The house was an olive green bungalow built in 1913 in Burlington’s Five Sisters neighborhood. Even though the house was much smaller than we initially wanted, it was in a desirable neighborhood and considerably less expensive than our other options. Rather than be house poor, we opted to buy our little house in May 2013. Three months later, I left my job and started working part time.
Embracing our tiny house
Since buying our home, I’ve learned that living in a small house forces you to get creative. We’ve installed drawers in my daughter’s closet so she doesn’t need a dresser in her room. We have bins in every room to store toys, books, Legos, and art supplies. We mounted our flat screen television on our living room wall, and got rid of our oversized coffee table.
We have a pull-out couch for guests, and durable patio furniture that spends six months of the year on our back deck to help us spread out. When my sister and her family visited us for Christmas, they stayed at our neighbors, who were away for the week and graciously offered up their home.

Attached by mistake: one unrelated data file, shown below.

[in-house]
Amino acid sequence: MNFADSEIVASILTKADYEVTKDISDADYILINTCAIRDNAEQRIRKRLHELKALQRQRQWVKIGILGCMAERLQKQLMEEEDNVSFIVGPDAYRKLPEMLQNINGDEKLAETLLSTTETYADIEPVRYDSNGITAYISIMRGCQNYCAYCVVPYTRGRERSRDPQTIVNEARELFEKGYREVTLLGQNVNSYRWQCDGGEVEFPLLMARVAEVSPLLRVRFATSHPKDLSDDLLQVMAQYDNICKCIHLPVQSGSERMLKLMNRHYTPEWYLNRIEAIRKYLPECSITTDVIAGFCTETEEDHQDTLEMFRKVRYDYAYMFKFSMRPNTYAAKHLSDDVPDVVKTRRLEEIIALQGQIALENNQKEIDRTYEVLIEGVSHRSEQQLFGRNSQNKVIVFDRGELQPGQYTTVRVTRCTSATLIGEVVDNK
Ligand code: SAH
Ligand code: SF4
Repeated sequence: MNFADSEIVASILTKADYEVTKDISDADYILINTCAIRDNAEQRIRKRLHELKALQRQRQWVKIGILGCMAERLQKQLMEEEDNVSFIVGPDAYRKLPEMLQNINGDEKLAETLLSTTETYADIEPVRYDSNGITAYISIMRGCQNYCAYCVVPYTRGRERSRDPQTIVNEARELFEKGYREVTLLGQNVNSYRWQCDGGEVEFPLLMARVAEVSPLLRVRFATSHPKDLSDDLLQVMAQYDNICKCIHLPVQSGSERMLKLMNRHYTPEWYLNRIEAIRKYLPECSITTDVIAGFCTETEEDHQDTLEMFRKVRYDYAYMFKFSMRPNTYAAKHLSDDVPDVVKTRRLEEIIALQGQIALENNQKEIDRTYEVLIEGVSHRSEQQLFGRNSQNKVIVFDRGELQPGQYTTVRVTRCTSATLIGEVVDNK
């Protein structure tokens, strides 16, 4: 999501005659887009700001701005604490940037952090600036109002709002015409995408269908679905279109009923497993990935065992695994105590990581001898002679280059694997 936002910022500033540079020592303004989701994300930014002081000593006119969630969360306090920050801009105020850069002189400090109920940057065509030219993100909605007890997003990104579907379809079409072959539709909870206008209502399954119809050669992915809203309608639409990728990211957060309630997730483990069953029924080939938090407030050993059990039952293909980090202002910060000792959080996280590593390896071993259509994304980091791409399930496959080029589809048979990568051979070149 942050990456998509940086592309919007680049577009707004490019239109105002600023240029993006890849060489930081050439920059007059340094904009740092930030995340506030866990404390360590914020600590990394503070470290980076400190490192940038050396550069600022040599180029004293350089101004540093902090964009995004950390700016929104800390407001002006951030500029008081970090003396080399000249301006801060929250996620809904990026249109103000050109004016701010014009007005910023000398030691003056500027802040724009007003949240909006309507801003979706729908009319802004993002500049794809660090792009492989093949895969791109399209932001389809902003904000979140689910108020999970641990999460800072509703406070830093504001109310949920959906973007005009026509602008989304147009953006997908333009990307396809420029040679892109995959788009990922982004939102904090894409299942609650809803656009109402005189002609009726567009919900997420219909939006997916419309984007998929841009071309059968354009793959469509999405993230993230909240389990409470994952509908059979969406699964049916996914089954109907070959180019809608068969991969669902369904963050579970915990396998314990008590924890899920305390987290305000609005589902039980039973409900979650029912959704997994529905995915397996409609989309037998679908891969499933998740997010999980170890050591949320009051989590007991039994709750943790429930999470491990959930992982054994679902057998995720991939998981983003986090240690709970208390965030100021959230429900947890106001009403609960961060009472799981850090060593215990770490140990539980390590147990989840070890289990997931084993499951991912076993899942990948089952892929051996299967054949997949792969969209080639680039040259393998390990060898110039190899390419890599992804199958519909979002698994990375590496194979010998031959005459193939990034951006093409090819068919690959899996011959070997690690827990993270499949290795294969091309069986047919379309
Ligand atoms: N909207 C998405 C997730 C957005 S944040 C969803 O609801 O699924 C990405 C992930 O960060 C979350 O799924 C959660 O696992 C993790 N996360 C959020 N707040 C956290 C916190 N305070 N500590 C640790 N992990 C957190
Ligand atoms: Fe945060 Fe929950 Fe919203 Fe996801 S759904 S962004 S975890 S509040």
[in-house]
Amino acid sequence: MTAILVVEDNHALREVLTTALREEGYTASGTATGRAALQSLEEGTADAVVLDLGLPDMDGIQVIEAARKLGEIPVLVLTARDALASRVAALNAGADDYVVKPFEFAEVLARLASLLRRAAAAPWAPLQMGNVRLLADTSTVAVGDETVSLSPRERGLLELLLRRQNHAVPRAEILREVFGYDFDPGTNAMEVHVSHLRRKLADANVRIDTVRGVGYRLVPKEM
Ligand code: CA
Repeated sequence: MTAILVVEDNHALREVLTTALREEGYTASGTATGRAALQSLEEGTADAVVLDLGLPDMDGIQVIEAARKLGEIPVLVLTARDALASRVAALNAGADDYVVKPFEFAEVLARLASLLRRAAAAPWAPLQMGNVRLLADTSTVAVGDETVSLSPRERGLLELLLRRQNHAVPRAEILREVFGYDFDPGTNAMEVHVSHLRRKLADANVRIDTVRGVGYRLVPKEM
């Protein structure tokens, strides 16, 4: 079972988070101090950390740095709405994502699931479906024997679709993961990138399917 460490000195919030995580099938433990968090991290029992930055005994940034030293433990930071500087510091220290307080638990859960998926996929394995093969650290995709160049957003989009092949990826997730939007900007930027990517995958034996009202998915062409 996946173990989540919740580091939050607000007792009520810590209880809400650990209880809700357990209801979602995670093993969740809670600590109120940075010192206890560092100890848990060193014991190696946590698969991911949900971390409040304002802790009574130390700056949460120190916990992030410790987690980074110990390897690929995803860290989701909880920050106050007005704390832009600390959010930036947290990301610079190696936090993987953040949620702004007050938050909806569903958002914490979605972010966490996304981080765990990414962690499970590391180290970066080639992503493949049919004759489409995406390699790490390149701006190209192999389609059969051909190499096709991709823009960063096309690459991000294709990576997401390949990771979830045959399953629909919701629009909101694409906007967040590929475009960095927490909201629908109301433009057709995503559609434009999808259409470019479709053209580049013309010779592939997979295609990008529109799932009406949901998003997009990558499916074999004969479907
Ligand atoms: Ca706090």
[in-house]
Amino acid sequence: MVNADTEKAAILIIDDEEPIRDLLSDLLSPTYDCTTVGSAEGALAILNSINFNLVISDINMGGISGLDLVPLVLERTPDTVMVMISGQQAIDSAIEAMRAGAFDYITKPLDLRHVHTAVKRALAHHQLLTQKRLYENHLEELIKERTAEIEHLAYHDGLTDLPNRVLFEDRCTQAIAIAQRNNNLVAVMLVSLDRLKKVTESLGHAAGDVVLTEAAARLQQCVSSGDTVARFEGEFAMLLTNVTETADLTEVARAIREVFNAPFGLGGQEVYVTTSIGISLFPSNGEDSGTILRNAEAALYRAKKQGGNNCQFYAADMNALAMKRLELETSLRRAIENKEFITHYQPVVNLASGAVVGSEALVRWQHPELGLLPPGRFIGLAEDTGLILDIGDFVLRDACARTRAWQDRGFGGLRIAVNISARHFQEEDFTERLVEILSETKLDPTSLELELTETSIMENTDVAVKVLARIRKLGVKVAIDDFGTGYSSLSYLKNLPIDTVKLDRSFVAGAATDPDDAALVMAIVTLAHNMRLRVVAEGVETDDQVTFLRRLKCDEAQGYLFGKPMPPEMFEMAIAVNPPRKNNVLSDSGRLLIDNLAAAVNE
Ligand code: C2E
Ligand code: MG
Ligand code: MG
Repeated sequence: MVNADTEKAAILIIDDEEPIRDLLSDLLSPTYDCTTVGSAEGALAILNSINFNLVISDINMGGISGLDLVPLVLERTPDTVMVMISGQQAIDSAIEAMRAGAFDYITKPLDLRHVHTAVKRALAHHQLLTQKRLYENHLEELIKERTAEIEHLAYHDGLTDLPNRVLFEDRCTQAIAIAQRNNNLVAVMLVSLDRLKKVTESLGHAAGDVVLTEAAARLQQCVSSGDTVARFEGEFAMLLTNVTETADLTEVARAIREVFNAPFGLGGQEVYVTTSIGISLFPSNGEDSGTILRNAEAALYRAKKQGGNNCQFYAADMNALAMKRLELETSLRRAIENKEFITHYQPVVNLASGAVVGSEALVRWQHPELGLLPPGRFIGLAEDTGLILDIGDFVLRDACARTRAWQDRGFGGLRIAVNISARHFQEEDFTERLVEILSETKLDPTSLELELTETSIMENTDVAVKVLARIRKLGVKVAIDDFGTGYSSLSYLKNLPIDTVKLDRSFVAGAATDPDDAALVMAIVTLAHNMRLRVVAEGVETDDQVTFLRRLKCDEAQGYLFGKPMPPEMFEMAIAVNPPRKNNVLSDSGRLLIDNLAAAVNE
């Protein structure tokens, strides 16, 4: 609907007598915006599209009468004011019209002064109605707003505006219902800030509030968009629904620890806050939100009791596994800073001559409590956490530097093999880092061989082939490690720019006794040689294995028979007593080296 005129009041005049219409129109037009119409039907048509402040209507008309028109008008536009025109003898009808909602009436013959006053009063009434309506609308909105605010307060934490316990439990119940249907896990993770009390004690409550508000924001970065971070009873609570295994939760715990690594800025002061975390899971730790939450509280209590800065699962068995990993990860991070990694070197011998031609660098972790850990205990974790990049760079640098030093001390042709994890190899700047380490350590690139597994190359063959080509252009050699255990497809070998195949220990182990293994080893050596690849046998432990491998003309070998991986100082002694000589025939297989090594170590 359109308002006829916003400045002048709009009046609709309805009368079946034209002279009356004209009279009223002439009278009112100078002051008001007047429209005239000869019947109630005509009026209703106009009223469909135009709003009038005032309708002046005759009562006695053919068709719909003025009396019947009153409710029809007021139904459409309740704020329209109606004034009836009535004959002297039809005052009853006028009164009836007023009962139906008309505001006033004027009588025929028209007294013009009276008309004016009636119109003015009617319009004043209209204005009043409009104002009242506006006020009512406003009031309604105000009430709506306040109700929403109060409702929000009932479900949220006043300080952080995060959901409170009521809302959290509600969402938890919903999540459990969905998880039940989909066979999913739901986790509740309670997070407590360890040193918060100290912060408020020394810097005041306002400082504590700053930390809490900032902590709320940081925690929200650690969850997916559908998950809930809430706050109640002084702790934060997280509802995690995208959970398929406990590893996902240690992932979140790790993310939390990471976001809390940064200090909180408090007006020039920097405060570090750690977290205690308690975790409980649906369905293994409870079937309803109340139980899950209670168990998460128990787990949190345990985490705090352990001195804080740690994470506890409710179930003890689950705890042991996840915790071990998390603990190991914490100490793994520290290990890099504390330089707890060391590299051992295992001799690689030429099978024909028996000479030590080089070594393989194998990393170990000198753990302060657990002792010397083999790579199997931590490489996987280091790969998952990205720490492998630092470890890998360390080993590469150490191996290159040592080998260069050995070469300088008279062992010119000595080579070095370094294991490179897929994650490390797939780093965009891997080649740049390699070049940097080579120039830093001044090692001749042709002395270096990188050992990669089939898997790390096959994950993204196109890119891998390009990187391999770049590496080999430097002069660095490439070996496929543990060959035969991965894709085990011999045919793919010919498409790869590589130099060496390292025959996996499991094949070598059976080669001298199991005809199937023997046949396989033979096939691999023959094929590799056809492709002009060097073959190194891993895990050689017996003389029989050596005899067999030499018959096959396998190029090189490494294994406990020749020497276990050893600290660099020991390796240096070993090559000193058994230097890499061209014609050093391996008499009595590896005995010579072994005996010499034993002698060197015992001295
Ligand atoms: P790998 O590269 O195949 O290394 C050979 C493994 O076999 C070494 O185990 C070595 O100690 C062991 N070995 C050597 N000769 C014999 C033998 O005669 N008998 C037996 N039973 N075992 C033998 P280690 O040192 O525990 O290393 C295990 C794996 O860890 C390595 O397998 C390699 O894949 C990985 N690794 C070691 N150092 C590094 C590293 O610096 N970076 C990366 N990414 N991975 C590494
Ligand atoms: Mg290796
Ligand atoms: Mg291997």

I’m the first to admit that living in an 803-square-foot house with my husband and daughter isn’t always easy. There are certainly days when I crave more space. A few items on the floor and kitchen counter can make the house feel like a cluttered mess. When I need alone time, there are not many places to escape for privacy. There are also the occasional jabs from friends or relatives who sometimes make our lifestyle choice feel mocked or misunderstood. But all in all, the good far outweighs the bad.
Whenever I wonder whether we made the right choice, I look around my little home and immediately know the answer. The emptiness is gone, and more than anything, our lives feel happy and full.